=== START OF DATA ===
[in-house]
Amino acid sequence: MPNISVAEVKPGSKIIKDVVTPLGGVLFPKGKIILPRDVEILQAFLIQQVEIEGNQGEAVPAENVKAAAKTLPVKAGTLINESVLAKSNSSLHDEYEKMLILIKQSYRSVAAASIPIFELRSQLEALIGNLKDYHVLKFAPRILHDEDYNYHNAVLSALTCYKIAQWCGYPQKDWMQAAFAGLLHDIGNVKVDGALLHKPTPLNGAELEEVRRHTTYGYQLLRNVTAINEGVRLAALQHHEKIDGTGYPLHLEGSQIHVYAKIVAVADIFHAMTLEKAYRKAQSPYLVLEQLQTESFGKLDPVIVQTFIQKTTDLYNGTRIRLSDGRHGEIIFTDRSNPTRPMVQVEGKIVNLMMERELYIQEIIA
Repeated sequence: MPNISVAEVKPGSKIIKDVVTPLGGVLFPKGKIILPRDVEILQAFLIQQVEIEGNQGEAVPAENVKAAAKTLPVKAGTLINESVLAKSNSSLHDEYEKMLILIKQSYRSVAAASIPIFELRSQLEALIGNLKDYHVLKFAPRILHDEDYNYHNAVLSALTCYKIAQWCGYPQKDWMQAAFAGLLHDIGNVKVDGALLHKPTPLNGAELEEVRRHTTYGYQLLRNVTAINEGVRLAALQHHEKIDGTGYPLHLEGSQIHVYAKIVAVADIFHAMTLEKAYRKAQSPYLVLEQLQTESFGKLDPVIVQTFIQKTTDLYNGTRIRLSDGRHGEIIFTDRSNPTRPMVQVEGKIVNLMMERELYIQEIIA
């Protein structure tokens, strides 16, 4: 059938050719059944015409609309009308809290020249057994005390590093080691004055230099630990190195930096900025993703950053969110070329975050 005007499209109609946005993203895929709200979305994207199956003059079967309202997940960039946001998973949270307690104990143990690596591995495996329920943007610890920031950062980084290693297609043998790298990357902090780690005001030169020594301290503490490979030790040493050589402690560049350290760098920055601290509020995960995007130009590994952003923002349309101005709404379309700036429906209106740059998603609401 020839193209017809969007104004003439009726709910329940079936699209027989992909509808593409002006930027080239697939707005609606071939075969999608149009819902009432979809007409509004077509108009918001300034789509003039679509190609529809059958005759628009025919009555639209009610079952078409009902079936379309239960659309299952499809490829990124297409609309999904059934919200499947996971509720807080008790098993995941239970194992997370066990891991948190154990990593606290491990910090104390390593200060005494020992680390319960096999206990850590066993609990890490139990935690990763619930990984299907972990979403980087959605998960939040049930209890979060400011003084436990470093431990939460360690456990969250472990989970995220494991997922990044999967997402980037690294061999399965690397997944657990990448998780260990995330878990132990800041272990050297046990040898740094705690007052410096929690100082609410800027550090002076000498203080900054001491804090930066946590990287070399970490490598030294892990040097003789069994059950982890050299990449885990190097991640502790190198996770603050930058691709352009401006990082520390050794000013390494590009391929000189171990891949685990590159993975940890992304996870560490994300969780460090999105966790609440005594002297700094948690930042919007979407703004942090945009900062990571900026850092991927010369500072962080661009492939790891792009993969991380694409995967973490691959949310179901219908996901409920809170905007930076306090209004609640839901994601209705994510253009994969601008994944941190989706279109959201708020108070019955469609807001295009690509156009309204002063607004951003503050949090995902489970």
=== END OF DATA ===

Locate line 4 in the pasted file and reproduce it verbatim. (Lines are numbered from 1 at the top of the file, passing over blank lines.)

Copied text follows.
């Protein structure tokens, strides 16, 4: 059938050719059944015409609309009308809290020249057994005390590093080691004055230099630990190195930096900025993703950053969110070329975050 005007499209109609946005993203895929709200979305994207199956003059079967309202997940960039946001998973949270307690104990143990690596591995495996329920943007610890920031950062980084290693297609043998790298990357902090780690005001030169020594301290503490490979030790040493050589402690560049350290760098920055601290509020995960995007130009590994952003923002349309101005709404379309700036429906209106740059998603609401 020839193209017809969007104004003439009726709910329940079936699209027989992909509808593409002006930027080239697939707005609606071939075969999608149009819902009432979809007409509004077509108009918001300034789509003039679509190609529809059958005759628009025919009555639209009610079952078409009902079936379309239960659309299952499809490829990124297409609309999904059934919200499947996971509720807080008790098993995941239970194992997370066990891991948190154990990593606290491990910090104390390593200060005494020992680390319960096999206990850590066993609990890490139990935690990763619930990984299907972990979403980087959605998960939040049930209890979060400011003084436990470093431990939460360690456990969250472990989970995220494991997922990044999967997402980037690294061999399965690397997944657990990448998780260990995330878990132990800041272990050297046990040898740094705690007052410096929690100082609410800027550090002076000498203080900054001491804090930066946590990287070399970490490598030294892990040097003789069994059950982890050299990449885990190097991640502790190198996770603050930058691709352009401006990082520390050794000013390494590009391929000189171990891949685990590159993975940890992304996870560490994300969780460090999105966790609440005594002297700094948690930042919007979407703004942090945009900062990571900026850092991927010369500072962080661009492939790891792009993969991380694409995967973490691959949310179901219908996901409920809170905007930076306090209004609640839901994601209705994510253009994969601008994944941190989706279109959201708020108070019955469609807001295009690509156009309204002063607004951003503050949090995902489970």